Tuesday, 3 April 2012

Alex's story - the results of a good resume

When I first met Alex (fictitious name), he was absolutely convinced he was unemployable. The ream of meticulously compiled spreadsheets, which slid out of his folder and onto the desk, was testament to over 200 unsuccessful job applications made within the preceding 18 months, and without attracting any interviews.

My client had recently secured his PhD in IT, had over 15 years extensive local and international experience in education, new business development and management. Needless to say, the months of fruitless job searching, whilst in the last throws of completing his doctorate, had taken their toll.

Convincing Alex on a structured course of action was no easy task, his self-confidence was low, but through discussion, and guiding his thought process to contemplate and reflect on specific areas of his career, then further exploration of those chosen experiences, a dynamic, strong and exciting story emerged.

The resulting tightly honed, brief résumé, with a covering letter of application, showing a few carefully chosen career achievements and results, catapulted Alex into the job market at lightening speed. Within two weeks he had two significant job offers in the corporate and tertiary sectors.

It is important to note here, that at both interviews, the position, which Alex had applied for, was superseded for a far more senior position.

Careful preparation and discussion about important aspects of Alex’s career and the results he obtained, boosted his confidence, promoted him effectively to prospective employers and recruiters, sharpened his focus, which also prepared him for the interviews. So much so, that although still tentative at interviews, he made such an impact, as to be considered worthy of a higher prize.

The work that went into the preparation of the résumé, the client collaboration, plain speaking and writing, exploration of achievements, lateral and positive thinking and the choosing of relevant facts and results got Alex both jobs.

It’s a ‘whole deal’ situation! We cannot assume that only one or two things get a person the job. We need to look and think more holistically about our clients and their objectives in order for them to win. This way we help them to get noticed with recruiters and prospective employers.

(Name and some details have been changed for privacy reasons).

What makes a good resume?

As a writer with nearly 20 years Industry experience, 16 years of which have been spent writing for clients with an extremely diverse range of employment needs, my experience shows that the results obtained from an effective résumé,  start a long time before the delivery of the actual document on the recruiter’s or employer’s desk.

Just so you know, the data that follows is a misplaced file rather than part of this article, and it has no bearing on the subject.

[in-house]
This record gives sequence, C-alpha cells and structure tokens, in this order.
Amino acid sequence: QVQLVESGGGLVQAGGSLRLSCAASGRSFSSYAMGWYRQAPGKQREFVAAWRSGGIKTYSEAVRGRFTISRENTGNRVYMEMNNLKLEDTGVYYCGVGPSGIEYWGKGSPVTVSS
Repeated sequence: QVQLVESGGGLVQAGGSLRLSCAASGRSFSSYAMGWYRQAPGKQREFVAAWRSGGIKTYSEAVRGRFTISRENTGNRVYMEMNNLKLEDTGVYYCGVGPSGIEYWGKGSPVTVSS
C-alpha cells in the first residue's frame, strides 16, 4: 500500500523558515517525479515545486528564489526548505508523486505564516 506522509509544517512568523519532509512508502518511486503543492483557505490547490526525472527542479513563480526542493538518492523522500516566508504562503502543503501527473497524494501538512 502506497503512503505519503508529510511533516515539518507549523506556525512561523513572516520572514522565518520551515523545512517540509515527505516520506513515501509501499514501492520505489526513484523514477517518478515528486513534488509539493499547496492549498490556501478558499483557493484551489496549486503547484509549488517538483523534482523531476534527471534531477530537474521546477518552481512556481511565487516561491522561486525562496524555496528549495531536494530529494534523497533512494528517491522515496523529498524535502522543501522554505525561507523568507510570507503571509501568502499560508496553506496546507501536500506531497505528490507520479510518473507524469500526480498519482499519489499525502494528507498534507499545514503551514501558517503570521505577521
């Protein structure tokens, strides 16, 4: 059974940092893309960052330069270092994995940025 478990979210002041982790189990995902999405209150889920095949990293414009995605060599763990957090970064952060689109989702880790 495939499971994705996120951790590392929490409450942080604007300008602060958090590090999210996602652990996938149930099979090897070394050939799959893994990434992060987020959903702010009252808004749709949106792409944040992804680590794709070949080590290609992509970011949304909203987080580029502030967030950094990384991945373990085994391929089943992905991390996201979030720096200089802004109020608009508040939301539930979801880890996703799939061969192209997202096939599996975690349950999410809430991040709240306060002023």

It’s all about content; concise, defined, interesting information which will captivate and maintain the reader’s interest. As résumé writers we need to start at the source and gain critical information from our clients – the job seekers.

It is our clients who have the answers!

By conducting thorough interviews, with well considered and relevant questions related to a person’s career, the résumé writer will obtain the critical information required by the prospective employer.

A recruiter can not be expected to know or understand all the nuances of the myriad of professions and jobs that he/she will be expected to recruit for. It is an impossible request for even the most experienced. However, the mechanical engineer who has twenty years Automotive Industry experience and wants a similar position or even the next step up, with another car manufacturer does! Ask the right questions and you’ll uncover what is most important. Consolidate and craft the information, add a more finely tuned covering letter of application and the impact and ‘reader captivation’ should be secured within 15-20 seconds. 

Sunday, 1 April 2012

Are covering letters for job applications important and why?

Yes! Yes! Yes!

A covering letter of application or letter of introduction is very important. Why? Because a well-crafted covering letter will get the ‘big-picture’ and your ‘critical information’ across within two or three paragraphs (about 10-15 seconds), and engage the reader.

Statistics show that a job applicant has the first six lines (five to ten seconds) to make an impact. The covering letter is the best way to make that impact.